LIFT: Genevieve Bell, “Secrets, lies & digital deceptions”

I love digital ethnographers and anthropologists! LIFT08 had a strong program of anthropological and ethnographic research and practice. Genevieve Bell is an anthropologist at Intel (which sounds like a great gig!). She gave an insightful presentation about digital deception based upon a solid understanding of human behaviour around secrets and lies. She argues that understanding secrets and lies provides better insight into issues of privacy and security.

Fascinating stuff – watch the video:



Presentation notes after the jump…

Presentation Notes:

Facts:

  • UK survey 2006, nearly half of mobile users actively lie about where they are; Hi honey, “I’m on my way home” – yeah, right!
  • 100% of people on online dating sites lie about themselves; men about height, woemen about we
  • we are entering an arms race of deception; for every bit of transparency, there is a service to lie about it;
  • people lie about where they are in mobile; people lie about height/weight in online dating; entering an era of accelerating deception;

What do anthropology theory and tools reveal about digital deception?

Perspective: technology transforms far more rapidly than social/cultural changes; difficult for us as technologists to understand this limitation, and is rather confounding to Intel (hence they have 30 anthropologists!)

Secrets and Lies; lies – untruths, secrets – knowledge that is withheld;

Cultural Ideals about Secrets & Lies: legal systems and religious doctrine always against lying and deception; there are certain exceptions in certain situations; bringing peace to households, between households and among nations; lies are ok if the end is good;

Cultural Practices about Secrets & Lies: we’re telling lies all the time; we tell 6-200 lies a day – from greasing the social skids to much more complicated and intense; motivations: conceiling misbehaviour, not many about increasing popularity; men tell more lies, women are better at it; secrets are kept and broken irrespective of status at law or socially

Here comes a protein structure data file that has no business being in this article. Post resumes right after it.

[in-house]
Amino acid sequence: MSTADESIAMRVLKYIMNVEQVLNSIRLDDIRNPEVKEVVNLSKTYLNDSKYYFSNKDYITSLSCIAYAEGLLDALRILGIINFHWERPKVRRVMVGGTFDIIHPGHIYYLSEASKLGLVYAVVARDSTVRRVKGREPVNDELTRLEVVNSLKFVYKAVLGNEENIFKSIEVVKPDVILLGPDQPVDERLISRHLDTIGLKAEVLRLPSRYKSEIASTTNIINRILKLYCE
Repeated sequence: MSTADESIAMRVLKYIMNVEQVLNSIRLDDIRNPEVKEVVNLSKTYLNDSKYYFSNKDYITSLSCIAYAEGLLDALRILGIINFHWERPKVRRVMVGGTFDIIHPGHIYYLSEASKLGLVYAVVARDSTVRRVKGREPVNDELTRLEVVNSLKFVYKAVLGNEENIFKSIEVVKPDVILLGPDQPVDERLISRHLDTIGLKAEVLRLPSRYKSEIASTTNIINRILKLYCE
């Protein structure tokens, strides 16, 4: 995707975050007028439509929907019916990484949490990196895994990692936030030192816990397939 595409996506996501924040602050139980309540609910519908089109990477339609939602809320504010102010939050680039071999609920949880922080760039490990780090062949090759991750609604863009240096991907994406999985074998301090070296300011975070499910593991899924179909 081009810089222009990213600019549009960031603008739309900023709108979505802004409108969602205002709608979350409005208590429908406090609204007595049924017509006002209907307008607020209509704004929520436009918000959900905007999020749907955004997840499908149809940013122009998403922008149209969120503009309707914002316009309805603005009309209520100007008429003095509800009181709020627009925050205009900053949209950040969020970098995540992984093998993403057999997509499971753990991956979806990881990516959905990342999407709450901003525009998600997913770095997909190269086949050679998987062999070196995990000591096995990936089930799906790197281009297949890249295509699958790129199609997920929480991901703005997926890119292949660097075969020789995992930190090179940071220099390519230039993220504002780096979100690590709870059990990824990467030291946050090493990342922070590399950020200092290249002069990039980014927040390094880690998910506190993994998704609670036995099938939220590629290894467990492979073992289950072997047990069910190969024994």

Other Perspectives: Social theorists that argue lying is a necessary part of daily life; Steignitz – the lie is not about negating truth, but about negating a particular kind of reality; Sommer – self-deception is part of survival; a core behaviour as part of learning about identity; playful act of working out the rules;

Notion that all info should be avail to everyone is very recent; you see various cultures resist this and place gates around their traditions – Australian aboriginals; the secret and the sacred – not all knowledge should be in the public domain; the public domain is actually coded and you need to have knowledge to understand what you are seeing;

Similar playfulness and practice is happening in the digital sphere; avatars, playfulness, codes can be read in a number of different ways; withholding info is a way keeping it safe; what we withhold and why is about keeping ourselves safe;

New ICTs arrive in the land of secrets and lies; lying about where, who, what you are doing are all dissembled online; some of this is required

Dana Boyd looking at age on MySpace is lied about, stunning number of people over 100, which begs credibility; the price of participation is a lie – your must be over 14 to join because of law;

Online dating sites – unlike lies in physical world that result in guilty or shame, lies online results in something approaching glee; lies are flourishing;

PostSecret is an ongoing community art project where people mail in their secrets anonymously on one side of a homemade postcard. e.g. “My prom date was gay…I pretended not to know.”

Cell phones have tracking services attending them by the parent of children; surveillance can be culturally reconfigured; children with tracking said their parents love them more; alibi services – creative a backstory to support your lie;

Insights/Conclusions:

Tensions between cultural ideas and cultural practices are important and significant; a lot of what we see going on in tech and behaviour are us sorting these tensions out

Secrets & lies is a useful way of reworking notions around privacy and security; systems and networks infrastructure are concerned about privacy and security; people are concerned about they things they don’t want to have told, their secrets and their strategy for getting around this is telling lies

What are the implications about how we build social networking sites, building web 3.0 on a bedrock of confabulation?

How does it fit into larger conversations about national security, safety and danger?

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